Cover for GROFF: Theory of Devolution: Poems. Click for larger image

Theory of Devolution


With blazing wit and a searing language, David Groff writes fiercely of erosion and endurance in this stunning debut collection. At turns fervent and elegiac, dishy and sly, these poems confront the effect of AIDS and HIV on a brotherhood that dealt firsthand with grief and loss and, later, the tenuous prospect of survival. Peopled with the spirits of dead gay men, uncertain lovers, mortal parents, and spectral friends and brothers, Groff's poems are unified by their preoccupation with what erodes us and what we can hold onto when life and love devolve.

Theory of Devolution is a book of balances: alternately passionate and restrained, headlong and meditative, engaged and knowingly detached. David Groff's territory is Chelsea and Fire Island, at the end of a nightmare crisis but nowhere near the end of an epidemic. How, in such times, to speak? These pages give voice to an ‘always-dying particular man,' examining the evidence of loss and pleasure and the deep bonds of affection in poems alive with ‘an odd crabbed pulse of beauty they refine to true detail.'" –- Mark Doty

"David Groff's poems open our attention by a subtle, unflinching love of human being. The live, known past spins sharp and fine in and out of the now of his vision. His language exhilarates." –- Marie Ponsot

"'He wonders if they were lovers. Did the lovers burn?' These and other questions about gay men in America just before and during the age of AIDS animate the passionately descriptive and often elegiac poems of David Groff's Theory of Devolution, selected for this year's National Poetry Series by Mark Doty. Doty's own admirers will surely warm to Groff's accomplishments, which include evocations of Manhattan, Fire Island and rural America; high-powered recollections of the party circuit; well-placed activist slogans; and movingly personal, erotic memorials to an 'always-dying particular man.'" -- Publishers Weekly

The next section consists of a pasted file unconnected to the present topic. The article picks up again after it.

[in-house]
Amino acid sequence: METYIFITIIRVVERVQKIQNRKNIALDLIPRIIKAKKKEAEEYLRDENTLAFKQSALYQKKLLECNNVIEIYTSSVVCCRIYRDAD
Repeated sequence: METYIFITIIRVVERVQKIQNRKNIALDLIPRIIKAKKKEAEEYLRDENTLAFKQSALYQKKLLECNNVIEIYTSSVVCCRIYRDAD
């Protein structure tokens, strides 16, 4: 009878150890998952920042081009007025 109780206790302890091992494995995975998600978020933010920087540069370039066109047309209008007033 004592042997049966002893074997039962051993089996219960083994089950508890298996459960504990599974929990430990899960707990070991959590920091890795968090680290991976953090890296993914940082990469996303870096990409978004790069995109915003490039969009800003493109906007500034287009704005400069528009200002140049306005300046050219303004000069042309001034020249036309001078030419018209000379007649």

"In this first collection of his poetry, Groff understands his own insignificance in this frail universe. . . . Still, he finds himself in th middle of it all, an articulate witness, a participant. These poems are reports from the hot centre, hard and honest accounts of life in the midst of a sad and deadly nightmare. . . . Groff 'loves the idea of love,' and it shows in his sweet and passionate imagery. He is sensitive but still objective, compassionate but not sentimental. From the raucous rituals of Fire Island to the settled and familial peace of Chelsea, Groff maps a world coming slowly undone." -- Library Journal

"Quietly intense, occasionally funny and almost always poignant poems. . . . [Groff] has a gift for viscerally precise language and daring metaphors. . . . What distinguishes Theory of Devolution is . . . the way images recur and recombine, accruing symbolic resonances until this gathering of poems has an overall unity much like a sequence. . . . Groff brings off a variety of tones and subtle modulations of emotion within a single lyric or narrative." -- Peter Klappert, Lambda Book Report

"Poet David Groff serves up stunning portions of honey and rue with his collected work Theory of Devolution, an emotional and frequently devastating journey through the serenity of a carefully recalled childhood, the tragedy of a Chelsea/Fire Island orbit ravaged by AIDS, and the minefields of contemporary gay life." --Gay City News

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